By the summer of 1959, plans for covert operations were drawn up, and by the fall of that year they were implemented. Much of the first effort was directed at sabotaging the country's economic production, burning sugar cane fields and sugar mills through aerial bombardment. The CIA helped organize, arm and finance terrorist bands that waged a savage campaign on the island, directed particularly against the new regime's literacy campaign, murdering both teachers and students in the rural areas where education had never before been offered to the peasant population.

One of the most deadly acts of terrorism against Cuba was the March, 1960 bombing of the French ship La Coubre, which was anchored in Havana harbor. The ship had brought arms and ammunition, items which Washington had refused to sell to the new regime. The sabotage attack claimed over 100 lives and left hundreds more wounded. The bombs were timed to go off in succession, ensuring that rescue workers responding to the first blast would be killed by the second.

In a plan initiated under the Eisenhower administration and eventually carried out under John F. Kennedy, the CIA prepared an invasion force of 1,500 men, the so-called Assault Brigade 2506, training the counterrevolutionary army at clandestine military camps in the US, Puerto Rico and Guatemala, and supplying it with extensive American military hardware. The Bay of Pigs invasion became one of the greatest fiascoes in US military and diplomatic history, as the CIA's mercenary force was soundly and quickly defeated. It was not, however, without its costs to the Cuban people, with 176 killed and more than 300 wounded, many of them civilians.

In the aftermath of the invasion, the US Joint Chiefs of Staff prepared a secret document developing extensive plans predicated on the assumption that there was no popular base of support in either the US or Cuba for an attempt to engineer the overthrow of the Castro regime. Bringing down the nationalist government, they said in the March 1962 document, "will require a decision by the United States to develop a Cuban 'provocation' as justification for positive US military action."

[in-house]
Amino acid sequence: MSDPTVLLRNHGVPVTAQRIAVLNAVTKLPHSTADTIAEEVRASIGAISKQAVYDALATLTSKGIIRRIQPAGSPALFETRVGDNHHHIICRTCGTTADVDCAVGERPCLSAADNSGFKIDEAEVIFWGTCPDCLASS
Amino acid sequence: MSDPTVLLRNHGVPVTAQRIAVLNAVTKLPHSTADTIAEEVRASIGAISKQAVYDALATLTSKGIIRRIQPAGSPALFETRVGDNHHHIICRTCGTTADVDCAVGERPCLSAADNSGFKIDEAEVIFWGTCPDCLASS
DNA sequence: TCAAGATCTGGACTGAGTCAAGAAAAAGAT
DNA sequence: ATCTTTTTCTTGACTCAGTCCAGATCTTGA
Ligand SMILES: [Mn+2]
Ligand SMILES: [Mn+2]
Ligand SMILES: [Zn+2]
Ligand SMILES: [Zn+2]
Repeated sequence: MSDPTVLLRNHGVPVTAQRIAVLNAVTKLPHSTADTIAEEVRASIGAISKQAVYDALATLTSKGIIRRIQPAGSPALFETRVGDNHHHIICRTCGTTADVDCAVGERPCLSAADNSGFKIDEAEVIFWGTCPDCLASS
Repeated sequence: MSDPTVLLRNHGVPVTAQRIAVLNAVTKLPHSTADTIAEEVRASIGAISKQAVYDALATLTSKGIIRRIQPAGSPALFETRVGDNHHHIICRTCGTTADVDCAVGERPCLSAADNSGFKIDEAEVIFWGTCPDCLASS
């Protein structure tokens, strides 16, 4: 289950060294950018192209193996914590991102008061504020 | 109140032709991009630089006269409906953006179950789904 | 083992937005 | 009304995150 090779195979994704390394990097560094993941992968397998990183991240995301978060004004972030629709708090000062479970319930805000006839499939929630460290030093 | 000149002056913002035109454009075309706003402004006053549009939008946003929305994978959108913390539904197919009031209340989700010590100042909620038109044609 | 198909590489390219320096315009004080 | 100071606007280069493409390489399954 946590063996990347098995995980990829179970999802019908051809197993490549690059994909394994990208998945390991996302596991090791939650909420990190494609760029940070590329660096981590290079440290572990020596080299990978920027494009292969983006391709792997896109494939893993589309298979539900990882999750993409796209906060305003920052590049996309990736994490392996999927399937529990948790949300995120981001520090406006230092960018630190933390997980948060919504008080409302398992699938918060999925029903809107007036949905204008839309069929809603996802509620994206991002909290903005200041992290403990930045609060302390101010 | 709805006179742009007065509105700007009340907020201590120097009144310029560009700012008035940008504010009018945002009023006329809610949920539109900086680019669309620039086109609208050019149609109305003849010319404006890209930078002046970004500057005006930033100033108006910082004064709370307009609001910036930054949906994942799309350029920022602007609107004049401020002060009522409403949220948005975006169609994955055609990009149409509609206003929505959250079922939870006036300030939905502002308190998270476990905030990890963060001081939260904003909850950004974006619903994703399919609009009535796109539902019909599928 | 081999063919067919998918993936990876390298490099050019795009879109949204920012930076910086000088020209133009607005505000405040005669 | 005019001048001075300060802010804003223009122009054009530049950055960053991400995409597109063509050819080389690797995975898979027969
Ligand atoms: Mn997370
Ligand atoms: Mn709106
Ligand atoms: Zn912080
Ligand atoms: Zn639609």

Among the measures proposed by the Pentagon brass were: staging phony attacks on the US base at Guantanmo, or blowing up a US ship and blaming Cuba (described in the document as "a 'Remember the Maine' incident").

While recognizing the Bay of Pigs as a debacle, the Kennedy administration and its successors persisted in waging a covert terrorist war against Cuba that has continued to this day. Under code names such as the "Cuba Project" and "Operation Mongoose," the CIA and the Pentagon have sought to bring about Castro's downfall both through outright assassination—the Cuban government has uncovered 637 separate attempts on Castro's life—and by inflicting as much suffering as possible on the Cuban people.

The CIA in its dirty war against Cuba pioneered hijackings and attacks on civilian aircraft, the classic modus operandi of modern terrorism. The most notorious of these actions was staged in October 1976, when anti-Castro Cubans working under the direction of the CIA had a bomb placed aboard a Cubana Airlines plane. All 73 passengers died, including the entire Cuban fencing team, who were returning from a victorious competition in a Central American championship. The victims also included 11 Guyanese students en route Cuba to be trained in medicine.

Two veteran terrorist operatives of the CIA, Orlando Bosch Avila and Luis Posada Carriles, were subsequently arrested and jailed in Venezuela for the crime. In 1985, Posada Carriles was spirited out of Venezuela and given a new assignment in El Salvador, coordinating weapons deliveries to the Nicaraguan counterrevolutionaries as part of the Iran-Contra operation headed up by Lt. Col. Oliver North. Pardoned by a corrupt court, the other terrorist bomber, Bosch, was brought back to a comfortable retirement in the US.